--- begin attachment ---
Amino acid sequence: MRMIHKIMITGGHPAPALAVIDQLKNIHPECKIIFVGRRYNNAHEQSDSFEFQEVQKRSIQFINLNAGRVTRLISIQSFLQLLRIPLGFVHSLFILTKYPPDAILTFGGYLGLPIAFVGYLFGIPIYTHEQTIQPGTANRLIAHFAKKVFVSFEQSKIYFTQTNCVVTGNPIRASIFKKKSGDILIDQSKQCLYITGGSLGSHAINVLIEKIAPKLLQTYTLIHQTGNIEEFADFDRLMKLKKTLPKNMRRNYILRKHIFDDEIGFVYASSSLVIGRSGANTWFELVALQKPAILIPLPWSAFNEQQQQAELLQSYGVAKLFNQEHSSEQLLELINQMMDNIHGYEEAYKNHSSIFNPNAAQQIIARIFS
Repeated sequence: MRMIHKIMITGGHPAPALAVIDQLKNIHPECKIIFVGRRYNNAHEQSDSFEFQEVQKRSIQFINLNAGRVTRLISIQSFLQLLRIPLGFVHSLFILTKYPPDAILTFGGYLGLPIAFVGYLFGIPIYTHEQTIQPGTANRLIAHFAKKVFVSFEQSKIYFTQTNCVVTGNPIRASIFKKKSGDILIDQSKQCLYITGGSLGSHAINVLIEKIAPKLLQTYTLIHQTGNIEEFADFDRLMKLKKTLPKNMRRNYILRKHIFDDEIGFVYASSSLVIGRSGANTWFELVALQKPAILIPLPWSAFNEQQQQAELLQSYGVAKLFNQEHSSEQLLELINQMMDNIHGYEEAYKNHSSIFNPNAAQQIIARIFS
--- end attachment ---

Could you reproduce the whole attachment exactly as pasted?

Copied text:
Amino acid sequence: MRMIHKIMITGGHPAPALAVIDQLKNIHPECKIIFVGRRYNNAHEQSDSFEFQEVQKRSIQFINLNAGRVTRLISIQSFLQLLRIPLGFVHSLFILTKYPPDAILTFGGYLGLPIAFVGYLFGIPIYTHEQTIQPGTANRLIAHFAKKVFVSFEQSKIYFTQTNCVVTGNPIRASIFKKKSGDILIDQSKQCLYITGGSLGSHAINVLIEKIAPKLLQTYTLIHQTGNIEEFADFDRLMKLKKTLPKNMRRNYILRKHIFDDEIGFVYASSSLVIGRSGANTWFELVALQKPAILIPLPWSAFNEQQQQAELLQSYGVAKLFNQEHSSEQLLELINQMMDNIHGYEEAYKNHSSIFNPNAAQQIIARIFS
Repeated sequence: MRMIHKIMITGGHPAPALAVIDQLKNIHPECKIIFVGRRYNNAHEQSDSFEFQEVQKRSIQFINLNAGRVTRLISIQSFLQLLRIPLGFVHSLFILTKYPPDAILTFGGYLGLPIAFVGYLFGIPIYTHEQTIQPGTANRLIAHFAKKVFVSFEQSKIYFTQTNCVVTGNPIRASIFKKKSGDILIDQSKQCLYITGGSLGSHAINVLIEKIAPKLLQTYTLIHQTGNIEEFADFDRLMKLKKTLPKNMRRNYILRKHIFDDEIGFVYASSSLVIGRSGANTWFELVALQKPAILIPLPWSAFNEQQQQAELLQSYGVAKLFNQEHSSEQLLELINQMMDNIHGYEEAYKNHSSIFNPNAAQQIIARIFS